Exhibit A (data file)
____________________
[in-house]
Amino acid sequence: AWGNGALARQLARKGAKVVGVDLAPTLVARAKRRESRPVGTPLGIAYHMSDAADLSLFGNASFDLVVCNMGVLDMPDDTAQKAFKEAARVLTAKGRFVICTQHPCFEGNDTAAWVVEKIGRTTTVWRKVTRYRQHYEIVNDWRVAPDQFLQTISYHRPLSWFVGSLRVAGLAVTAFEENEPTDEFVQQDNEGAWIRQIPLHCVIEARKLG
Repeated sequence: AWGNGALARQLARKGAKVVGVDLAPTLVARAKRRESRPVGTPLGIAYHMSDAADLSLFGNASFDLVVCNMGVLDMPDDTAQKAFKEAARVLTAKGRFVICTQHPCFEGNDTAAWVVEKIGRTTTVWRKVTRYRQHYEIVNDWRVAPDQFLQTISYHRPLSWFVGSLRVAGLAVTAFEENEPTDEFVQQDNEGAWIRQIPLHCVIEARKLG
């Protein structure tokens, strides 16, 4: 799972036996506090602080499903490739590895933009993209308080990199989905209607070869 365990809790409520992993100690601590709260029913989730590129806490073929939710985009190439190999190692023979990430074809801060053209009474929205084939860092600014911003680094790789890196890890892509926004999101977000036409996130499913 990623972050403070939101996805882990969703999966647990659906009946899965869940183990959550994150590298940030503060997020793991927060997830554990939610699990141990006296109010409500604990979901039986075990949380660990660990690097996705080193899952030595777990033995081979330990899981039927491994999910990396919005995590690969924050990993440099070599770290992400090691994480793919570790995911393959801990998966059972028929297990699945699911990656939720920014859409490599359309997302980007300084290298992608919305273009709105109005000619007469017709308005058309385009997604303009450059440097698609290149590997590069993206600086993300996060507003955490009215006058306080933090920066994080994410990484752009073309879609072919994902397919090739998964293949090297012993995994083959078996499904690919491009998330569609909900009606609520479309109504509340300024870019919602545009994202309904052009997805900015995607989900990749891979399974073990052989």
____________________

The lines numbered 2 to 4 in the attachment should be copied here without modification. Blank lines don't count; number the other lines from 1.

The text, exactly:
Amino acid sequence: AWGNGALARQLARKGAKVVGVDLAPTLVARAKRRESRPVGTPLGIAYHMSDAADLSLFGNASFDLVVCNMGVLDMPDDTAQKAFKEAARVLTAKGRFVICTQHPCFEGNDTAAWVVEKIGRTTTVWRKVTRYRQHYEIVNDWRVAPDQFLQTISYHRPLSWFVGSLRVAGLAVTAFEENEPTDEFVQQDNEGAWIRQIPLHCVIEARKLG
Repeated sequence: AWGNGALARQLARKGAKVVGVDLAPTLVARAKRRESRPVGTPLGIAYHMSDAADLSLFGNASFDLVVCNMGVLDMPDDTAQKAFKEAARVLTAKGRFVICTQHPCFEGNDTAAWVVEKIGRTTTVWRKVTRYRQHYEIVNDWRVAPDQFLQTISYHRPLSWFVGSLRVAGLAVTAFEENEPTDEFVQQDNEGAWIRQIPLHCVIEARKLG
């Protein structure tokens, strides 16, 4: 799972036996506090602080499903490739590895933009993209308080990199989905209607070869 365990809790409520992993100690601590709260029913989730590129806490073929939710985009190439190999190692023979990430074809801060053209009474929205084939860092600014911003680094790789890196890890892509926004999101977000036409996130499913 990623972050403070939101996805882990969703999966647990659906009946899965869940183990959550994150590298940030503060997020793991927060997830554990939610699990141990006296109010409500604990979901039986075990949380660990660990690097996705080193899952030595777990033995081979330990899981039927491994999910990396919005995590690969924050990993440099070599770290992400090691994480793919570790995911393959801990998966059972028929297990699945699911990656939720920014859409490599359309997302980007300084290298992608919305273009709105109005000619007469017709308005058309385009997604303009450059440097698609290149590997590069993206600086993300996060507003955490009215006058306080933090920066994080994410990484752009073309879609072919994902397919090739998964293949090297012993995994083959078996499904690919491009998330569609909900009606609520479309109504509340300024870019919602545009994202309904052009997805900015995607989900990749891979399974073990052989």